Plastics Chemical BPA May Harm Human Fertility
However, experts say lab findings might not translate to real-life risk
By Steven Reinberg
WEDNESDAY, July 31 (HealthDay News) -- A chemical used in everything from food-can linings to store receipts might also pose some risk for infertility and birth defects, a new study suggests.
Exposure to bisphenol A, or BPA, may disrupt the human reproductive process and play a role in about 20 percent of unexplained infertility, said researchers from Harvard University.
In laboratory experiments, they exposed 352 eggs from 121 consenting patients at a fertility clinic to varying levels of BPA.
"Exposure of eggs to BPA decreased the percentage of eggs that matured and increased the percentage of eggs that degenerated," said lead researcher Catherine Racowsky, director of the assisted reproductive technologies laboratory at Brigham and Women's Hospital in Boston.
BPA also increased the number of eggs that underwent an abnormal process called "spontaneous activation" that makes eggs act as if they have been fertilized when in fact they haven't been, Racowsky said.
Moreover, many eggs exposed to BPA that matured did so abnormally, increasing the odds for infertility and birth defects such as Down syndrome, she said.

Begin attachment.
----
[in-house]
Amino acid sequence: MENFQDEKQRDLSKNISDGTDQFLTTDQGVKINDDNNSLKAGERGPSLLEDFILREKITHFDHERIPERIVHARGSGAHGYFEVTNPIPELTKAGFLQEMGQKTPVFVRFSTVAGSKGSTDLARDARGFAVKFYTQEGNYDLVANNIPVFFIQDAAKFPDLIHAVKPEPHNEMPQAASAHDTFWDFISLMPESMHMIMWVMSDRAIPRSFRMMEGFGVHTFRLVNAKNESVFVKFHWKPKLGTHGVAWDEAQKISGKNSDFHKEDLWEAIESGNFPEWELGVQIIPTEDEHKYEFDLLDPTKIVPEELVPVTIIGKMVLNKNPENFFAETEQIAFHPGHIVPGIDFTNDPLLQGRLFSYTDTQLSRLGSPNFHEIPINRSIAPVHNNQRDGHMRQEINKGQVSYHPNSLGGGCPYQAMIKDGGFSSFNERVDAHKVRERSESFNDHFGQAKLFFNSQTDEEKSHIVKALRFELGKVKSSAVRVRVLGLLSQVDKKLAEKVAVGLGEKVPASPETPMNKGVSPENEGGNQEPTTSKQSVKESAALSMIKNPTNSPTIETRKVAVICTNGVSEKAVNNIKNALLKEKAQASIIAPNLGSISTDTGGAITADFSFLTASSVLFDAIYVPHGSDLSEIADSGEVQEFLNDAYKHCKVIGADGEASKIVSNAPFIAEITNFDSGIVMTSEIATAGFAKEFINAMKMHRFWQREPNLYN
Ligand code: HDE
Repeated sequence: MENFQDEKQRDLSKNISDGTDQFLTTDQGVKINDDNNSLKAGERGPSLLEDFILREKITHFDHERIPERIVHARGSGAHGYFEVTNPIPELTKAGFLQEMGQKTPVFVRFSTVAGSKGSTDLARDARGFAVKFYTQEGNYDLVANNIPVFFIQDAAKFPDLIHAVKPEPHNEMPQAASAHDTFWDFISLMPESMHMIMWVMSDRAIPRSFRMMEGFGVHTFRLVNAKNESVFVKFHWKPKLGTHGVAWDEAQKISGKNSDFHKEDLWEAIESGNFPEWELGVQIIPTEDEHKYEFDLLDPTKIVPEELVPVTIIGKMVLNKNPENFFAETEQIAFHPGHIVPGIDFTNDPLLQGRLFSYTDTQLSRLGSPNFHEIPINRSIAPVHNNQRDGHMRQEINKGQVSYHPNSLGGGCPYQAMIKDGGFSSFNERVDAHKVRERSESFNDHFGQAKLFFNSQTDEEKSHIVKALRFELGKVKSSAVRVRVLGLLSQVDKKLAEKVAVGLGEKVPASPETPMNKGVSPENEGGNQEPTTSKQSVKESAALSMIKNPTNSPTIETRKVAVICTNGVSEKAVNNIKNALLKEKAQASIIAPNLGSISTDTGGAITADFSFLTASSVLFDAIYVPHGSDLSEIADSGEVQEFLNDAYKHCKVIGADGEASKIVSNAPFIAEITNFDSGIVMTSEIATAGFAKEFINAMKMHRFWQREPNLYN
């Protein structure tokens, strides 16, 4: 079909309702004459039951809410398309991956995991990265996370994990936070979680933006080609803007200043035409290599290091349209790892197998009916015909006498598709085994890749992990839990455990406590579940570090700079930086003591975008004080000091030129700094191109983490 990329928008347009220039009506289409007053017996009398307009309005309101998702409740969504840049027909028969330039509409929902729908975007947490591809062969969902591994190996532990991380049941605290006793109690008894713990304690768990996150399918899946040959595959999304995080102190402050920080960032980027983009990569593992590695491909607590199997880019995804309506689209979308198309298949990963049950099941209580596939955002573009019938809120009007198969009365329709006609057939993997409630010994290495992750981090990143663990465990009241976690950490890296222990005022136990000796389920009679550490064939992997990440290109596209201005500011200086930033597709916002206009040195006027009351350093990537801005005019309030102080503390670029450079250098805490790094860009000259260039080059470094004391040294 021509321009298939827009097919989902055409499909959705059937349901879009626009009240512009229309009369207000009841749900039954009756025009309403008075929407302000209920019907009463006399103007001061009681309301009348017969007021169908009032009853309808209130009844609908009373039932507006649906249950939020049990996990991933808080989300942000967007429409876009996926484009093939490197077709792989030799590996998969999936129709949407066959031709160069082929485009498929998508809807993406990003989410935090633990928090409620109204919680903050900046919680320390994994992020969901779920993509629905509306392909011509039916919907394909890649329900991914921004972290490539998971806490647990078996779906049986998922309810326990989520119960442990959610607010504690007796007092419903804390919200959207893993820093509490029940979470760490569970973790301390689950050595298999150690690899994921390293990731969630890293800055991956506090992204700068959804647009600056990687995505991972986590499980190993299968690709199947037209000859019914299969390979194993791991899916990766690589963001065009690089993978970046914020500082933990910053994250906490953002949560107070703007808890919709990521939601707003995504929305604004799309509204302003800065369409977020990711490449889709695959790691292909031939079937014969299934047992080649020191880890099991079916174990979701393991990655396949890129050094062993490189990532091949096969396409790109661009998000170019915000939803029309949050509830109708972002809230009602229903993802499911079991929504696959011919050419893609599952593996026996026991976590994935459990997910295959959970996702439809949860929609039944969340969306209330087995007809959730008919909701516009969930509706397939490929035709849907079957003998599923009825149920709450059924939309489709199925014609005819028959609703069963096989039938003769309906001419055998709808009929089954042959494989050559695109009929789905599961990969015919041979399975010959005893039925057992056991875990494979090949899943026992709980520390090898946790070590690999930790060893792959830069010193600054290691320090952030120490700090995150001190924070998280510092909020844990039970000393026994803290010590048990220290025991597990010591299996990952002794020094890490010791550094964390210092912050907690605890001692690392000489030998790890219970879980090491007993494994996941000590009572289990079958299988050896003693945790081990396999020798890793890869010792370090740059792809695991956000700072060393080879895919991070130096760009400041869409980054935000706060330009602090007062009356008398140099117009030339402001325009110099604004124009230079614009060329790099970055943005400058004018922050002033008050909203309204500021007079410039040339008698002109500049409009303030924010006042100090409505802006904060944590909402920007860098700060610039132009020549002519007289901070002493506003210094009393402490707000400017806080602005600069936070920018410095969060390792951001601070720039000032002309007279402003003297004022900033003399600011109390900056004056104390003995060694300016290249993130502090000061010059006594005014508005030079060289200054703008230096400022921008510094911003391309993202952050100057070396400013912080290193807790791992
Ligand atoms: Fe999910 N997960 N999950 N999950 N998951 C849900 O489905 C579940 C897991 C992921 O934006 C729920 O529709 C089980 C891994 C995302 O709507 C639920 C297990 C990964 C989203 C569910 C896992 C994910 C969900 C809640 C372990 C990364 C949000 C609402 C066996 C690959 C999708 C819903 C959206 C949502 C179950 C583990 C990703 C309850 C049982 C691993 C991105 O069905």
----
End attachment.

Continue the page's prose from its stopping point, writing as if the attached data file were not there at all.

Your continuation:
Eggs exposed to the highest levels of BPA were the most likely to show these ill effects, the researchers found. Their results are similar to earlier research examining the effect of BPA on animal eggs, they said.
Racowsky cautioned that these latest results with human eggs were seen in the laboratory, so whether BPA exposure works the same way in real life isn't known. And the research also found only an association between BPA and infertility and birth defects, not necessarily a cause-and-effect link.
In addition, the eggs used in the experiment were going to be discarded because they didn't respond normally and thus could be considered damaged to begin with, she said.
BPA is known to disrupt the hormonal system, with the chemical acting like an artificial estrogen. "There are many ways it can disrupt the hormonal system," Racowsky said.
The chemical is all throughout the environment, Racowsky said, and it's almost impossible to avoid exposure to it. "People need to be aware of the toxins in the environment and try to lead the healthiest life they can possibly lead," she said.
The report was published online July 31 in the journal Human Reproduction.
Dr. Avner Hershlag, chief of the Center for Human Reproduction at North Shore University Hospital in Manhasset, N.Y., agreed that a laboratory finding does not necessarily mean the same effect will be seen in the real world.
"When you make a leap from the lab to patients you have to examine a whole different model," said Hershlag, who was not involved with the study. "To say from [the results] that this might explain part of unexplained infertility is a bit of a stretch. Unexplained infertility remains unexplained."